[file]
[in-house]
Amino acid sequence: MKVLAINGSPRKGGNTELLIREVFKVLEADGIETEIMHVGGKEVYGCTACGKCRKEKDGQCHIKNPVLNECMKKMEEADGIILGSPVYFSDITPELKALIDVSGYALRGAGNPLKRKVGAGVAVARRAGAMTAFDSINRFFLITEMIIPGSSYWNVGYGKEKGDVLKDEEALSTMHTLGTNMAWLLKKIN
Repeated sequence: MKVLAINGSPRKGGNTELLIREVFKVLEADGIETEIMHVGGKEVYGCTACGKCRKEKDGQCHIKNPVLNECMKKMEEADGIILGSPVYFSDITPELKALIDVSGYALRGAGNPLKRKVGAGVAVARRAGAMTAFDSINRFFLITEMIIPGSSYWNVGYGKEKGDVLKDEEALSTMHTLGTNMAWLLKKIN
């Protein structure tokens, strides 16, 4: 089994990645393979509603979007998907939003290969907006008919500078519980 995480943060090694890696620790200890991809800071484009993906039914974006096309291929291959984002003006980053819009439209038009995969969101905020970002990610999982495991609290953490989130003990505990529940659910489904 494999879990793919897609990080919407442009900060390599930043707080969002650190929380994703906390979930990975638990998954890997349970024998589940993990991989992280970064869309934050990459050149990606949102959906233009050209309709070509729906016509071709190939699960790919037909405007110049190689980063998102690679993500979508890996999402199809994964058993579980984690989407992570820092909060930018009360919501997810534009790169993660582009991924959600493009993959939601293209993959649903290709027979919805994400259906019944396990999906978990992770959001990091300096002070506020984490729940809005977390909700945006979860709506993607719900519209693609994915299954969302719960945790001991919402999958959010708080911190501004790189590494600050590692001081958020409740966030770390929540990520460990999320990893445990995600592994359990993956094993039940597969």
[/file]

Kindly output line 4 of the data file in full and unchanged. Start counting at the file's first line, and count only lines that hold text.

């Protein structure tokens, strides 16, 4: 089994990645393979509603979007998907939003290969907006008919500078519980 995480943060090694890696620790200890991809800071484009993906039914974006096309291929291959984002003006980053819009439209038009995969969101905020970002990610999982495991609290953490989130003990505990529940659910489904 494999879990793919897609990080919407442009900060390599930043707080969002650190929380994703906390979930990975638990998954890997349970024998589940993990991989992280970064869309934050990459050149990606949102959906233009050209309709070509729906016509071709190939699960790919037909405007110049190689980063998102690679993500979508890996999402199809994964058993579980984690989407992570820092909060930018009360919501997810534009790169993660582009991924959600493009993959939601293209993959649903290709027979919805994400259906019944396990999906978990992770959001990091300096002070506020984490729940809005977390909700945006979860709506993607719900519209693609994915299954969302719960945790001991919402999958959010708080911190501004790189590494600050590692001081958020409740966030770390929540990520460990999320990893445990995600592994359990993956094993039940597969």